Tipping is a personal choice and travelers are requested to use their own discretion regarding it.



In order to reach the Himalayan kingdom visas are necessary; the visa fee is US$20 regarding unlimited period of stay. One has to pay it on arrival as foreign missions in other countries don’t have the power to offer Bhutan tourist visas. Guests are requested to disclose the information provided in the visa application form to us also three weeks before the commencement of travel. It will be needed as processing procedure will be carried out with the concerned authorities. Travelers are further informed that in case of all FITS/GITs traveling in the festival season; information and complete details need to be sent nearly 6 weeks before the commencement of travel.

Fax or email should be utilized for conveying the necessary information. Upon guests’ requesting so, a Bhutan visa application data form would be sent to them. Our organization doesn’t need any further photos or visa forms in advance.

Clients are hereby informed that whichever means of transport they utilize to enter Bhutan, they need to bring two passport size photographs with name/passport number printed on the back side. Further, they should also have the required visa fee US$20 (in cash) with them. We do our utmost so that visa applications can be cleared at an advanced date and visa clearance numbers issued. Furthermore, the moment guests enter the country, their passports are stamped. However, guests who don’t have a visa clearance number on record would not be in a position to enter the country.



The Royal Government of Bhutan decides the International Tourist Tariff which can be utilized for all-inclusive packages. The daily tariff range is US$150 to US$200 per day with respect to adults traveling in groups of three or more. If the group consists of less than three people, a daily surcharge is practiced on them. Kids less than five years of age are offered free travel whereas those in the age group of 6-12 travel at a highly discounted rate. Students below the age of 25 can avail of discounts along with diplomats of foreign embassies/missions accredited to Bhutan. Guests can also avail discounts if they stay for a period surpassing 10 nights in the kingdom.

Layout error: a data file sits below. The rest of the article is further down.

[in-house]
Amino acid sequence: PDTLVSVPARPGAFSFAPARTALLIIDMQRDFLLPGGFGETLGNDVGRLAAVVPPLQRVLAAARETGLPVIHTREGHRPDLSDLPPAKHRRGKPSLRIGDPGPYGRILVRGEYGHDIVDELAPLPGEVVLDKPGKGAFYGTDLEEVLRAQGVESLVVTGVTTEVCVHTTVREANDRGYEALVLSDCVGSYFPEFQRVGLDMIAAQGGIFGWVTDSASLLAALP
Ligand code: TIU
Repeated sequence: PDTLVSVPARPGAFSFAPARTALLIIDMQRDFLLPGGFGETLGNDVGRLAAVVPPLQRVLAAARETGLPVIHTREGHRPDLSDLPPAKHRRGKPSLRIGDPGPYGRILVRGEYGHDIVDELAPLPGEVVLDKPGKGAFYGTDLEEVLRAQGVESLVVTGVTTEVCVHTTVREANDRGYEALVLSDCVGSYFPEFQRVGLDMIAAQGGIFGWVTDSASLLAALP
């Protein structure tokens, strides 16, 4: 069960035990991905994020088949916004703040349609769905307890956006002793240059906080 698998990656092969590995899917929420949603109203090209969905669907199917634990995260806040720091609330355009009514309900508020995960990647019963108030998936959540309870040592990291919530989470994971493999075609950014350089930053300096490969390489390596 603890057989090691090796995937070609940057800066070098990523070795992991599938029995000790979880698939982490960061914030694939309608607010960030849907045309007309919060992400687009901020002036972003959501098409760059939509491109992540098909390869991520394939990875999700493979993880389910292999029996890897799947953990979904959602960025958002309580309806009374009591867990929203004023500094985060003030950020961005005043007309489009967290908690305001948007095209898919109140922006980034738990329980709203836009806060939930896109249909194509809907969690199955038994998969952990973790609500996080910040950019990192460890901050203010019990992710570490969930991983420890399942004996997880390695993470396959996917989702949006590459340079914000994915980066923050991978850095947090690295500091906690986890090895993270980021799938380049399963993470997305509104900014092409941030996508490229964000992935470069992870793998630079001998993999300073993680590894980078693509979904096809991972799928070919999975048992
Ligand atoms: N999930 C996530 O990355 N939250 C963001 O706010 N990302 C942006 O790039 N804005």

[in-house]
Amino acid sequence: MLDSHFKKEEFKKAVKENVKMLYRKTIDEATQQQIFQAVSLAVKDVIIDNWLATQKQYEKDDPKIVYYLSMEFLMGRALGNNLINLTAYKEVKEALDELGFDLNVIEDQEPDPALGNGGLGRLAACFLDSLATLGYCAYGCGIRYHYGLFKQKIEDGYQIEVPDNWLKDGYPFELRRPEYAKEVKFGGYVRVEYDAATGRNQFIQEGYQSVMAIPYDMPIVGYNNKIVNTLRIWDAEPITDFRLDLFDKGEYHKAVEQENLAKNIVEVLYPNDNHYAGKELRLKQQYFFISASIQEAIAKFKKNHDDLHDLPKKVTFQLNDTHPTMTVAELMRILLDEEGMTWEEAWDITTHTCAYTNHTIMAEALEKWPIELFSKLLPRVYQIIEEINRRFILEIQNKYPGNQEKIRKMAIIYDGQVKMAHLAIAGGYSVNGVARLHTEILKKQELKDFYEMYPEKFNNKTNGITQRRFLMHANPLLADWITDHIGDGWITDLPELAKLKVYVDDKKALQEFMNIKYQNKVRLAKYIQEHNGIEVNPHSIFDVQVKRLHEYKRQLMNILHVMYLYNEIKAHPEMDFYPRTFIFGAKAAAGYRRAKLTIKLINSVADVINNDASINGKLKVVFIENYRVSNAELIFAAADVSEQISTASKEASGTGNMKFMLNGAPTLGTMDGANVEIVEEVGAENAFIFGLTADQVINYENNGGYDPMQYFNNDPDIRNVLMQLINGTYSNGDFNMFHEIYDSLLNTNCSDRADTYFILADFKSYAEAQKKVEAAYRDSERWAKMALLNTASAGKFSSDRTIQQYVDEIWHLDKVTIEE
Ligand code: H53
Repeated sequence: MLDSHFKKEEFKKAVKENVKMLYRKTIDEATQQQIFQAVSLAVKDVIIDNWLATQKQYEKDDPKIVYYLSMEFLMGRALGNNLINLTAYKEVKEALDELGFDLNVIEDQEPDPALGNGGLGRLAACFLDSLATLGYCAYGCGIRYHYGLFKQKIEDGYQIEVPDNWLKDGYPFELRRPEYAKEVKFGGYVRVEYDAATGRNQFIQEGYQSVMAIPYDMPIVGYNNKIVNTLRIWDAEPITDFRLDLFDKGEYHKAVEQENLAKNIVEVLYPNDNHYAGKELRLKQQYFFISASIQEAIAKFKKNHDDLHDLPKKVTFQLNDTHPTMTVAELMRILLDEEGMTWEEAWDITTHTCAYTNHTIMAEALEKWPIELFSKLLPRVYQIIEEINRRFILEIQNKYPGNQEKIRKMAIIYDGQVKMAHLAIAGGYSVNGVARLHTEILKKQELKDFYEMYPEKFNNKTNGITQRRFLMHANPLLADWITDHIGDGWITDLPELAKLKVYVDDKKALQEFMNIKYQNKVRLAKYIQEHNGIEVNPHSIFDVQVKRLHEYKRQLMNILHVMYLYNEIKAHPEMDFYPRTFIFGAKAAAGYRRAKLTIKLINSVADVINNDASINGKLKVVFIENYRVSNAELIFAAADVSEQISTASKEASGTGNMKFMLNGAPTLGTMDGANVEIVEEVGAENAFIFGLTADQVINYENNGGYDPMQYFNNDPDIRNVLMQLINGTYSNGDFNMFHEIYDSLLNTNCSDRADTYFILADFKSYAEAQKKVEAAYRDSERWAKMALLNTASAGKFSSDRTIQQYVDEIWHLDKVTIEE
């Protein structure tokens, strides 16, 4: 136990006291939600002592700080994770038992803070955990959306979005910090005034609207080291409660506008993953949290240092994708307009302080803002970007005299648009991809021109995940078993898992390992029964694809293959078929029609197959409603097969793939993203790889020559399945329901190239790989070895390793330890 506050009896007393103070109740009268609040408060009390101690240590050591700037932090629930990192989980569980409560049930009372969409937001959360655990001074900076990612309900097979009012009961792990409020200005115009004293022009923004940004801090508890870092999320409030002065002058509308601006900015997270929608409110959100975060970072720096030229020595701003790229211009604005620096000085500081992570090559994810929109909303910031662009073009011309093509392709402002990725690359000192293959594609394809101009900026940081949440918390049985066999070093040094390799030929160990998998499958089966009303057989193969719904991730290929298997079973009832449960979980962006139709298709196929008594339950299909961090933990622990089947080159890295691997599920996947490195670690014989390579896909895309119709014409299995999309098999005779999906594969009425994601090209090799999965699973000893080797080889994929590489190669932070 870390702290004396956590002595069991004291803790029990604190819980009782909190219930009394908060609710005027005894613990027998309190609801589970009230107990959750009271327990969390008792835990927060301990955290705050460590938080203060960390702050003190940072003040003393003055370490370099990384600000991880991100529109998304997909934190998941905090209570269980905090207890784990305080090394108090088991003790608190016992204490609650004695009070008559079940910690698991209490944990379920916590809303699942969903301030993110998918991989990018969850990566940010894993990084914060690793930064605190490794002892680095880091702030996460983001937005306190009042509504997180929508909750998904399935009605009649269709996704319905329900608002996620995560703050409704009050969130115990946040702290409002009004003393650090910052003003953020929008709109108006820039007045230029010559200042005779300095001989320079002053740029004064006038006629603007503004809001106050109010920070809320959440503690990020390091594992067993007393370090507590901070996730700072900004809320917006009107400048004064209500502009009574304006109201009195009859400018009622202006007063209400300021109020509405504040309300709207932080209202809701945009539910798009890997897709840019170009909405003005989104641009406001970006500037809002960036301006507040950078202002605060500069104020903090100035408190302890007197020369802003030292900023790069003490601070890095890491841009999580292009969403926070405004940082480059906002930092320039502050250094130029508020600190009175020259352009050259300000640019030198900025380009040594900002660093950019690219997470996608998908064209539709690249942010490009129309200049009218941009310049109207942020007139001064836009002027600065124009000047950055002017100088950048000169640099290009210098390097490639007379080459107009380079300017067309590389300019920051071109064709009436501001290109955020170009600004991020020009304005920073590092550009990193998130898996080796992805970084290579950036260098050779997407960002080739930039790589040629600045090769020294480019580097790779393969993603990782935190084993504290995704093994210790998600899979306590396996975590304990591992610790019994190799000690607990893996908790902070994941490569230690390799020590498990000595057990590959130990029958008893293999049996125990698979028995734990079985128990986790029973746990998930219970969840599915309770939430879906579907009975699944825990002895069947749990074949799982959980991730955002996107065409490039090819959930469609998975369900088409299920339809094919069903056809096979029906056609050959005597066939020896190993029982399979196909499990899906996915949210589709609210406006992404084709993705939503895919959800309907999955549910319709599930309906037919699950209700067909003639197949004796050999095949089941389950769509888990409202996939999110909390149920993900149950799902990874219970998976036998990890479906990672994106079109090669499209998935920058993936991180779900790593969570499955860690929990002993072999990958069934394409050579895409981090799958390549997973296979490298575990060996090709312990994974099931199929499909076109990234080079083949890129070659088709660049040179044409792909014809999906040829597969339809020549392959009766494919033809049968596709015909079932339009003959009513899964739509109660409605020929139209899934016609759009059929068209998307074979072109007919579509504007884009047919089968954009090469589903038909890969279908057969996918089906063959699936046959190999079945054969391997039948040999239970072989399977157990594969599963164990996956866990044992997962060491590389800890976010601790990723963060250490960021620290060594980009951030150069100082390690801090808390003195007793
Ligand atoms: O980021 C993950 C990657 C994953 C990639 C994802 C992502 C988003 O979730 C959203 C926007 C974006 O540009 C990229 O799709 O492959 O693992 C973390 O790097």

Druk Air, Bhutan’s national airline, is the best way to enter the country. However, flights can be postponed on account of weather (especially during the summer months) and thus 24 hours should be allowed before onward connection occurs.

Druk Air witnesses consistent flights between the Himalayan kingdom of Bhutan and countries like Bangladesh (Dhaka), Burma (Yangon), India (Kolkata, Delhi), Nepal (Kathmandu) and Thailand (Bangkok).  

Visitors can also enter or leave the country through land route via the border town of Phuentsholing. At a drive of 4 hours lies the closest airport at Bagdogra, West Bengal. Phuentsholing also works as an excellent entry/exit point for visitors desirous of exploring Sikkim and West Bengal in India along with Sikkim. Land exit can be also provided sometimes via the border town of Samdrup Jongkhar; located at a distance of nearly 3 hours drive from India’s Guwahati.



Guests are informed that they need to fill a passenger declaration form provided by the country’s officers on landing. Articles absolved from duty consist of the following:

·        Articles utilized for daily purposes and personal effects

·        2 liters of alcohol (spirits or wine)

·        400 cigarettes, 150 gms of pipe tobacco, 2 boxes of cigars (or 50 pieces)

·        Instruments, apparatus or appliances with regard to professional purposes

·        Photographic equipment, video cameras and other electronic goods for private utilization.


These articles should be explained under (d) & (e) on the declaration form. If any of them are kept in the Himalayan kingdom for purposes of selling or gifting, they would come under the purview of customs duty. While leaving, visitors are needed to provide their forms to the Customs authorities.


Import/export restrictions

Import/export of these goods is completely disallowed:

·        Arms, ammunitions and explosives

·        All narcotics and drugs except medically prescribed drugs

·        Wildlife products, principally those of endangered species

·        Antiques

As far as imports of soils, plants, etc. are concerned, quarantine adjustments drive them. Upon landing these items should be cleared. Guests are requested to take care while buying historic items. Special precaution needs to be maintained while purchasing religiously or culturally important products due to the reason that their export is dependent upon a clearance certificate. We request visitors to take heed of our advice before purchasing such products.  

List of Bhutan Journeys